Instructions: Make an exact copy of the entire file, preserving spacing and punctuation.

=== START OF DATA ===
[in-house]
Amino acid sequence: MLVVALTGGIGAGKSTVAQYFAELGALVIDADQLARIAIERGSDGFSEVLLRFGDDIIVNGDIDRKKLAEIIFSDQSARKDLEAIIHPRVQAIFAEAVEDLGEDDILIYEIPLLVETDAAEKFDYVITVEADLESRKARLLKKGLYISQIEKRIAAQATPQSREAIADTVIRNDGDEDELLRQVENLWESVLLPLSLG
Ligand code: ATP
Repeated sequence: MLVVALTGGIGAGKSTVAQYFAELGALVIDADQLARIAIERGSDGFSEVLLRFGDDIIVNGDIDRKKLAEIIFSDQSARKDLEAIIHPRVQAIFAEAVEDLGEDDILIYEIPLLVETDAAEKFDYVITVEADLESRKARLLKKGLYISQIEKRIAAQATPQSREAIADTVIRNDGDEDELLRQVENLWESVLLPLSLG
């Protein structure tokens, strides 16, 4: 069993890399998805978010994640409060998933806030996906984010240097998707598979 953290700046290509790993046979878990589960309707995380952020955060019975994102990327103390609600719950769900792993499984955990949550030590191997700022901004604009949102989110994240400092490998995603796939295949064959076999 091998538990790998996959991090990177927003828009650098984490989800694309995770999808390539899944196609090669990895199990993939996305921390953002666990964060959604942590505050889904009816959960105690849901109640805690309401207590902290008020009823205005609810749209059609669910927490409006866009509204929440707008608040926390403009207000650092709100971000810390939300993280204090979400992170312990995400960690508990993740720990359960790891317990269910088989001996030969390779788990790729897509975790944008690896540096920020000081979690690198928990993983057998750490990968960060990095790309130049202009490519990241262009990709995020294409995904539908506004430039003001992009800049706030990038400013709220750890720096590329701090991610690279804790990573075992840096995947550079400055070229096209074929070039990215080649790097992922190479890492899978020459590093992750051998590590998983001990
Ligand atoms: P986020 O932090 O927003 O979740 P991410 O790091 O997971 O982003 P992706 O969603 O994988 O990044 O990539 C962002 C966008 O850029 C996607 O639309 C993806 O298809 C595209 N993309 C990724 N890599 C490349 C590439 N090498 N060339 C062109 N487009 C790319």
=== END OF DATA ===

[in-house]
Amino acid sequence: MLVVALTGGIGAGKSTVAQYFAELGALVIDADQLARIAIERGSDGFSEVLLRFGDDIIVNGDIDRKKLAEIIFSDQSARKDLEAIIHPRVQAIFAEAVEDLGEDDILIYEIPLLVETDAAEKFDYVITVEADLESRKARLLKKGLYISQIEKRIAAQATPQSREAIADTVIRNDGDEDELLRQVENLWESVLLPLSLG
Ligand code: ATP
Repeated sequence: MLVVALTGGIGAGKSTVAQYFAELGALVIDADQLARIAIERGSDGFSEVLLRFGDDIIVNGDIDRKKLAEIIFSDQSARKDLEAIIHPRVQAIFAEAVEDLGEDDILIYEIPLLVETDAAEKFDYVITVEADLESRKARLLKKGLYISQIEKRIAAQATPQSREAIADTVIRNDGDEDELLRQVENLWESVLLPLSLG
């Protein structure tokens, strides 16, 4: 069993890399998805978010994640409060998933806030996906984010240097998707598979 953290700046290509790993046979878990589960309707995380952020955060019975994102990327103390609600719950769900792993499984955990949550030590191997700022901004604009949102989110994240400092490998995603796939295949064959076999 091998538990790998996959991090990177927003828009650098984490989800694309995770999808390539899944196609090669990895199990993939996305921390953002666990964060959604942590505050889904009816959960105690849901109640805690309401207590902290008020009823205005609810749209059609669910927490409006866009509204929440707008608040926390403009207000650092709100971000810390939300993280204090979400992170312990995400960690508990993740720990359960790891317990269910088989001996030969390779788990790729897509975790944008690896540096920020000081979690690198928990993983057998750490990968960060990095790309130049202009490519990241262009990709995020294409995904539908506004430039003001992009800049706030990038400013709220750890720096590329701090991610690279804790990573075992840096995947550079400055070229096209074929070039990215080649790097992922190479890492899978020459590093992750051998590590998983001990
Ligand atoms: P986020 O932090 O927003 O979740 P991410 O790091 O997971 O982003 P992706 O969603 O994988 O990044 O990539 C962002 C966008 O850029 C996607 O639309 C993806 O298809 C595209 N993309 C990724 N890599 C490349 C590439 N090498 N060339 C062109 N487009 C790319």